Chapter Eleven

Chapter Eleven
Totally Out of Control

Life moved along in a sort of status quo for a few years. My job was okay, my kids were okay. If I had to place an order to the importance of things, I would have to confess that I was most important and my kids were next in line. I was very self-centered, always analyzing things to see how they would affect me, what I wanted, what I needed. It’s not that I didn’t love my kids, it’s that I loved myself more.

I left my job at the end of 1999 and started working for an agency in Philadelphia. I met a man from the internet and he became the focus of an unhealthy, obsessive love. I kidded myself into believing he was just a friend with benefits, but I really fell in love with him. The problem was he didn’t fall in love with me. This relationship was pretty close to being the same as my marriage had been, except this man was never physically abusive. Looking back, I realize I was the one with the problem, not him.

It was around this time that my older son began to rebel in a huge way. He became more emotionally disturbed than ever before. He was willful, defiant, and argumentative. He was convinced he was right about everything and everybody else was wrong. He got into major trouble in school. He was expelled from school after he wrote a “story” wishing his high school science teacher was dead. He ended up in juvenile detention for making a death threat. I believed this punishment was extreme, but given the timing of the story somewhat understandable (it was around the time of the Columbine school shootings). I thought he would have been better helped by the mental health system. Had I known then what I know now, I would have demanded psychiatric help.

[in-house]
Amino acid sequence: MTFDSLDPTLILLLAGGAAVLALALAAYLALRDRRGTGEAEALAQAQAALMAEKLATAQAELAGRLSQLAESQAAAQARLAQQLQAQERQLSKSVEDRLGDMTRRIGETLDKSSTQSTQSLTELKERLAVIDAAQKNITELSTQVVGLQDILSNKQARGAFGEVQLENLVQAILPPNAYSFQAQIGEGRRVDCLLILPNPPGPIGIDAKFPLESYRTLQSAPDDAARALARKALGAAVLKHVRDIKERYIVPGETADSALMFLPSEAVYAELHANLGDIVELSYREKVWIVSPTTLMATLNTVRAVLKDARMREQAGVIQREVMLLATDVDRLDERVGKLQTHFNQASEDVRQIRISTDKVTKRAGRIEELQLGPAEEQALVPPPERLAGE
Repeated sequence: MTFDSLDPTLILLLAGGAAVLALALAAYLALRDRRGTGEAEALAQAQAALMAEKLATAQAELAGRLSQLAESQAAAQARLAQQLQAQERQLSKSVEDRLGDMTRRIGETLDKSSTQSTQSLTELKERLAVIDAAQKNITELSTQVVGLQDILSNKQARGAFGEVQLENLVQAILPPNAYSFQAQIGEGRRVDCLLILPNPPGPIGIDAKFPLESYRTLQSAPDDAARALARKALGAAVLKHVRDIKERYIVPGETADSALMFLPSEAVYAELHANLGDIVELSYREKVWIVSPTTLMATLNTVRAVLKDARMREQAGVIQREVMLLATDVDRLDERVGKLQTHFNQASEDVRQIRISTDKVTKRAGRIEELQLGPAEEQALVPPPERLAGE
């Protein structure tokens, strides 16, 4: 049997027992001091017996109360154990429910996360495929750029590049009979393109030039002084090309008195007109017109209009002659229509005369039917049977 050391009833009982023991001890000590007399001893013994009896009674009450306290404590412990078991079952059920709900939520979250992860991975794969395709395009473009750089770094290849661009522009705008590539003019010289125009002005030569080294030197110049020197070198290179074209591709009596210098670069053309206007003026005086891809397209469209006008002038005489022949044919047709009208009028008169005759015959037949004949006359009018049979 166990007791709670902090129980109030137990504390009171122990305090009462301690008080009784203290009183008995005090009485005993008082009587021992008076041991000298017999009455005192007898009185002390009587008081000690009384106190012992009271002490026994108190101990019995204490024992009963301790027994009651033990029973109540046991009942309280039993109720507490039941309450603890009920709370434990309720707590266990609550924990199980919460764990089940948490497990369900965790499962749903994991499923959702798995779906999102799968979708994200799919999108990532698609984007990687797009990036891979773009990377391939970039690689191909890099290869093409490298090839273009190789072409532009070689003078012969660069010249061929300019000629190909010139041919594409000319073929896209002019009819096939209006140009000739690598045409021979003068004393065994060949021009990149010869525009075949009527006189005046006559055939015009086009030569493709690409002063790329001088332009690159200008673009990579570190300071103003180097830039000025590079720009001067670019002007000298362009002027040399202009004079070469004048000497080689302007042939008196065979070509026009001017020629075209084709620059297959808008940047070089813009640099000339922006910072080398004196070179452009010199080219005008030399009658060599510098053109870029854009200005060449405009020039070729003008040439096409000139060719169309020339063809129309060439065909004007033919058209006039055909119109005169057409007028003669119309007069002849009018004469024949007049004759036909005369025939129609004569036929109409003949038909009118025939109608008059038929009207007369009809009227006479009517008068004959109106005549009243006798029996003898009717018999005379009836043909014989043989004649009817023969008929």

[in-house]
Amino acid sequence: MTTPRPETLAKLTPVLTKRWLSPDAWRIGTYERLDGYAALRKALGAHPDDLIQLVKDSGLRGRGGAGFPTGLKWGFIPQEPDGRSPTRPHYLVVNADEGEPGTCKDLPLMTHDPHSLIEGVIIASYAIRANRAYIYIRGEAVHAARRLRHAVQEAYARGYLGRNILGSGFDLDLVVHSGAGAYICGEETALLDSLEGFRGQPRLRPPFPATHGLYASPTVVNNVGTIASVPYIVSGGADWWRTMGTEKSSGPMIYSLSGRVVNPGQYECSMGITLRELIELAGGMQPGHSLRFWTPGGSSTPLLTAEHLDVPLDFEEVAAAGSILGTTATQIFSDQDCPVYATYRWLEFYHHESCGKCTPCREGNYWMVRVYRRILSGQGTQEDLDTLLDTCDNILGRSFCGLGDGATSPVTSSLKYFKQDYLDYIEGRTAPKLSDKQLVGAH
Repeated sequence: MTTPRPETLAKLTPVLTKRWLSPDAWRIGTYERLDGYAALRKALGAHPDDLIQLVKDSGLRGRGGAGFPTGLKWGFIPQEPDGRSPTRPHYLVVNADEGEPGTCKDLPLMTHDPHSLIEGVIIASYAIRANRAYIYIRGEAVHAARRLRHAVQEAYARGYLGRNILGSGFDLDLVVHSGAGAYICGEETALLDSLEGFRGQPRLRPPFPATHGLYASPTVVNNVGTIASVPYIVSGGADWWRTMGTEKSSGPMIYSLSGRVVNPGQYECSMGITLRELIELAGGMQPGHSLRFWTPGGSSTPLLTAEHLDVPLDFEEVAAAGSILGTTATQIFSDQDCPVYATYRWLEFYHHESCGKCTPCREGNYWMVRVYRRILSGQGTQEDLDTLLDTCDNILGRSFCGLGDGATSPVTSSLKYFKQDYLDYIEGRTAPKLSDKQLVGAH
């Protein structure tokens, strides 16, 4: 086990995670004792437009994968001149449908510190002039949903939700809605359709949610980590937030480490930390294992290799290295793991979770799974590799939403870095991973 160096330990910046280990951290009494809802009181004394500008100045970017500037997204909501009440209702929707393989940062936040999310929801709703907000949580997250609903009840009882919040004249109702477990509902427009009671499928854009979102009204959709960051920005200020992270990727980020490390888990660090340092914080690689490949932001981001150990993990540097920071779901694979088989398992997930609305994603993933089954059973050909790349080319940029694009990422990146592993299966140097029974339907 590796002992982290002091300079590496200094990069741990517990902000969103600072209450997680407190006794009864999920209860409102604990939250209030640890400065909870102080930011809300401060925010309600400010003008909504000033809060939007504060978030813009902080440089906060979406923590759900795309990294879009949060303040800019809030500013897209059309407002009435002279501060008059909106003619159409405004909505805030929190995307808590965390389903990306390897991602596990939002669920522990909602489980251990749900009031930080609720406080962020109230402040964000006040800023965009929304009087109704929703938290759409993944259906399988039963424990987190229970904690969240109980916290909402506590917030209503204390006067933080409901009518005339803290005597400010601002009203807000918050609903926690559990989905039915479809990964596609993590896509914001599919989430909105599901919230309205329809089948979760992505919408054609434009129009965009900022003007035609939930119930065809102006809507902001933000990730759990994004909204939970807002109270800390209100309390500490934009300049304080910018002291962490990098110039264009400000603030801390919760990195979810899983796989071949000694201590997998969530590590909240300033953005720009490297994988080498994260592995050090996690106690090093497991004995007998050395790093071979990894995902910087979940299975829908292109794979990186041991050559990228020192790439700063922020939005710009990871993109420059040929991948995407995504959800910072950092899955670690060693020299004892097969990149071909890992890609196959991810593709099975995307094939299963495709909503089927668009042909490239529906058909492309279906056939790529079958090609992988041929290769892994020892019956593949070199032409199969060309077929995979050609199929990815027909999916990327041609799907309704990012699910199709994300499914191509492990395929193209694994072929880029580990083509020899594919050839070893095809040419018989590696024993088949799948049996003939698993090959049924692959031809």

I was so stressed out over these events, I began to drink again everyday. I tried to lean on my friend for support, but he was inaccessible to me for the most part. My life slowly began to fall apart. I was missing work frequently, not paying my debts, not being responsible at all. My older son’s problems got worse by the day. He started using drugs regularly. I didn’t know he was using drugs. I continued to live in denial. I tried to carry on as if nothing was wrong.

Robert would leave our house at night, wander around the city all night long and sleep all day. He was in such trouble and I had no clue what to do. He refused to be treated by a therapist and, ironically, was old enough at 15 to refuse treatment!

The days of just getting drunk on the weekend escalated to getting drunk everyday at home. I went from drinking beer to drinking vodka to drinking rum. I kidded myself into thinking I was being more responsible because at least I wasn’t drinking and driving anymore. I was so lost.

When my older son was 17, he had a complete breakdown. He got into a fight with his father. They had a very tenuous relationship. My son couldn’t deal with the hypocrisy of his dad’s life. His father would say one thing but do another, tell his son not to use drugs and use them himself, pass judgment on his son’s behavior, but not see the same behavior in himself. My son finally snapped and went into an uncontrollable fit of rage. He came home spouting off unintelligible ramblings. He said he was being watched by I don’t even remember who. He was paranoid and delusional and It scared me half to death. If I hadn’t acted quickly, he might have killed his father.